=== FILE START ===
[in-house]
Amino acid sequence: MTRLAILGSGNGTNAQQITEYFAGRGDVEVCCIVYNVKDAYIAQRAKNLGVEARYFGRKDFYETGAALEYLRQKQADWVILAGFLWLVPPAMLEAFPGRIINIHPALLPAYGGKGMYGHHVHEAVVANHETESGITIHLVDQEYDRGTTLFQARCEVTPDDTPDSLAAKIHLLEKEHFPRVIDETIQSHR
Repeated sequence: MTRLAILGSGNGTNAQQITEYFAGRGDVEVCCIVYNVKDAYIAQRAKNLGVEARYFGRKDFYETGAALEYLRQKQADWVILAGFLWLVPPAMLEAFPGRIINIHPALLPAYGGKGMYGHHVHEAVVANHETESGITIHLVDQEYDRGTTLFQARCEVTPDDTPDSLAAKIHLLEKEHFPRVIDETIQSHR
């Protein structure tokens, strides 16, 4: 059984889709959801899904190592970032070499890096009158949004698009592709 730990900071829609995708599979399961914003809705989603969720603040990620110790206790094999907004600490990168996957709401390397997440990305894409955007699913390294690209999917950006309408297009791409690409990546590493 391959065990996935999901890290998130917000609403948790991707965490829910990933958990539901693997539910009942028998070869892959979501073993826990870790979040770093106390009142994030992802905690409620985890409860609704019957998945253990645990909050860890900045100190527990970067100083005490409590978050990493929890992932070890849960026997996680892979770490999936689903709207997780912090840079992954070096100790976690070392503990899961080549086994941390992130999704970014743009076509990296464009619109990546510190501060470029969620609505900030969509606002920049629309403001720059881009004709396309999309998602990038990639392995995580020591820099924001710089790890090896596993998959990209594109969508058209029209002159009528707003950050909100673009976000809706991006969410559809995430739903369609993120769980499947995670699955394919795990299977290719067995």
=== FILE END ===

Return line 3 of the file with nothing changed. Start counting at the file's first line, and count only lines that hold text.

Repeated sequence: MTRLAILGSGNGTNAQQITEYFAGRGDVEVCCIVYNVKDAYIAQRAKNLGVEARYFGRKDFYETGAALEYLRQKQADWVILAGFLWLVPPAMLEAFPGRIINIHPALLPAYGGKGMYGHHVHEAVVANHETESGITIHLVDQEYDRGTTLFQARCEVTPDDTPDSLAAKIHLLEKEHFPRVIDETIQSHR